If you have been a fan of using RSS feeds for keeping updated on the happenings of your favorite Web sites, then you will be happy to know that Apple has added RSS feed support back to Safari. In the past, when browsing a Web site with an RSS feed you would see an indication of this support in Safari’s address bar, and then could click it to view the RSS feed and subscribe to it; however, this was removed in subsequent versions up to version 8, where Apple has brought this feature back.
When you create a social media account, in essence you get your own Web page, where adding or changing content is broadcast to anyone who is following you. While this has been made simple by Facebook, Twitter, and others, the core of this concept has been around for quite some time in the form of RSS feeds. Unlike social media, you cannot quickly share, like, reply, and comment on an RSS feed, and as a result of the adoption of social media by news sites and others, RSS feeds have been somewhat pushed to the back burner, to the extent that Google has shut down its Reader app, and Apple stopped supporting them in Safari.
Now when you visit a site which has an RSS feed, like MacIssues, you can subscribe to it and then see it in Safari’s sidebar. With this new implementation Apple has made subscribing to an RSS feed doable in two ways:
- Click the Share button in the toolbar, and then select Add Website To Shared Links.
- Click “Subscriptions” at the bottom of the sidebar, then click “Add Feed” to select a site (the current one, or one from your “favorites”).
With your site added, the RSS feed updates will show in the Shared Links section of the sidebar next to all other subscriptions you have in your associated social media accounts. Now when you click on a one of the RSS feed stories, Safari will load this in the current browser window.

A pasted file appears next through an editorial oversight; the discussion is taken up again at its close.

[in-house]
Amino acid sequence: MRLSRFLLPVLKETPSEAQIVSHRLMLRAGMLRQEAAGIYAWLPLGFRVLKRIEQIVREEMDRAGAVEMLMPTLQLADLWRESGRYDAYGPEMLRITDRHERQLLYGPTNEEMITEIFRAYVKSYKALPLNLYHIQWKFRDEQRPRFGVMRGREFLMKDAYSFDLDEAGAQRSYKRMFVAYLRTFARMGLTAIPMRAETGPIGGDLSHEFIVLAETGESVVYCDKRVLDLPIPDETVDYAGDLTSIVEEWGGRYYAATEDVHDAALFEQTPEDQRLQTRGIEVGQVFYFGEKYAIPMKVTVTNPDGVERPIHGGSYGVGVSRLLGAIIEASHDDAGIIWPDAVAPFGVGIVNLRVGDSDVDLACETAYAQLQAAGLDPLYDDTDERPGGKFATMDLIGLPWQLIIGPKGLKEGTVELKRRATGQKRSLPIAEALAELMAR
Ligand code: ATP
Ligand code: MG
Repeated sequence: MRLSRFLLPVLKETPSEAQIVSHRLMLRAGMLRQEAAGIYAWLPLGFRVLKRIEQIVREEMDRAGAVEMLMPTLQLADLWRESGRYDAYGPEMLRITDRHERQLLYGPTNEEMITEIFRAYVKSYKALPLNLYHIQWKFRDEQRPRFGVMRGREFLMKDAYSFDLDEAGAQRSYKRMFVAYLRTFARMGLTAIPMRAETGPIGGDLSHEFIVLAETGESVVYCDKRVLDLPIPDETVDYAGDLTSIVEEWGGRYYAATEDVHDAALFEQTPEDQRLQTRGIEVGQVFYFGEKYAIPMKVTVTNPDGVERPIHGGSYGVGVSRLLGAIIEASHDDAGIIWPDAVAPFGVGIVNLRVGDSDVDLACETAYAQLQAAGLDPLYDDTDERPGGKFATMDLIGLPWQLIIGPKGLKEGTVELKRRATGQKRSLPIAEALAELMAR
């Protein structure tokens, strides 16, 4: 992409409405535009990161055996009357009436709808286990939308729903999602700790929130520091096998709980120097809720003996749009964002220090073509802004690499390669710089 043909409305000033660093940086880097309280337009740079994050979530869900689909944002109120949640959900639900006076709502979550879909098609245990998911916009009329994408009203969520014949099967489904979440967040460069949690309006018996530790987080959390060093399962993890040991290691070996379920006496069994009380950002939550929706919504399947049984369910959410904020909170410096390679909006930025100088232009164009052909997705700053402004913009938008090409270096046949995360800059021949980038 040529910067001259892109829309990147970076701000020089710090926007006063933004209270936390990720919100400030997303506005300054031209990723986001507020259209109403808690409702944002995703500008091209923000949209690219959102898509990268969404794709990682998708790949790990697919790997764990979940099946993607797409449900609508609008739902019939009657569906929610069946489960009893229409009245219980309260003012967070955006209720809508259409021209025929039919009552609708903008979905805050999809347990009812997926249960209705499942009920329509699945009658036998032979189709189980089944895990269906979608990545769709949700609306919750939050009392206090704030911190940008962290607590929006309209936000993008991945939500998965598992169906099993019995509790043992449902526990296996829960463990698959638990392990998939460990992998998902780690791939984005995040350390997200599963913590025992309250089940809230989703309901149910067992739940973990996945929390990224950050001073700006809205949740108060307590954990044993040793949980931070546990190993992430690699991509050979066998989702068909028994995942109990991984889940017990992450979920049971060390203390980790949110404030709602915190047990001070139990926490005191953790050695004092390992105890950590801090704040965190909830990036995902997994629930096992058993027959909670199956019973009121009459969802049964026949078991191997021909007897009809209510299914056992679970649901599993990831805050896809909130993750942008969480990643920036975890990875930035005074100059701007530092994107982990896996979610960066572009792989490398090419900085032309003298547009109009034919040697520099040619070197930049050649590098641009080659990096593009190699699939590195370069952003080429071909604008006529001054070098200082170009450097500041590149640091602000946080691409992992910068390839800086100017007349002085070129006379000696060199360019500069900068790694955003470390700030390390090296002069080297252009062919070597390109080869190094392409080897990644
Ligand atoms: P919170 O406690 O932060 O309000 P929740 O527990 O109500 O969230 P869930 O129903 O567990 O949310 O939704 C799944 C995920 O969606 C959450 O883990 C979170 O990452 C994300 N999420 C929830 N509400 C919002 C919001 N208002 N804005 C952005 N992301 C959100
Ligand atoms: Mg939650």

Thanks for this. I had no idea!
Thanks for this tip, Topher!
It’s unfortunate that it now provides a sidebar interface to the feeds list–which I seldom use as it eats space–rather than the old page-based by-site interface, since I seldom use the sidebar (space-eating $#@$^*), and prefer by-site organization. Now I have to open the sidebar and scroll down the list to see the Ars Technica feed articles, interspersed with MacWorld, AppleInsider, and yes MacIssues! articles. When I’m thinking Ars Technica thoughts, I’m not looking for DED yellow journalism on AppleInsider!
Has anyone found a way to restore the old page-based, by-site style of feed display to the new version?
Anyway, this is far better than nuthin! Thanks!
Well, nice while it lasted. Leaving Safari on a couple of RSS-linked Ars article pages for 3-4 hours, when I came back home, I found Safari using 100%-250% of my Mini’s little Core i5 CPU (late 2012, 10GBB/500GB), and system response awful: 5 seconds or more to pull down any menu, etc. Activity Monitor showed many http:// web processes firing up and quitting or going quiescent per second, and iStat menus also pointed the finger at Safari. Unsubscribing the feeds didn’t restore sanity. It took restarting Safari after unsubscribing to get my computer back.
Submitted a bug report at Apple Feedback site.
Too bad Apple didn’t go back to its original way of showing RSS. Crazy it was ever removed from Safari.
This current implementation is absolutely abysmal. Searching for feeds via a side-bar is not only time consuming, but it makes worthless the basic purpose of RSS…i.e. easily seeing all posts from a particular site in a specific, dated lists. Apple you can do so much better! 🙁
I have been using NetNewsWire 3. Warning version 4 is another poor implementation of the RSS concept.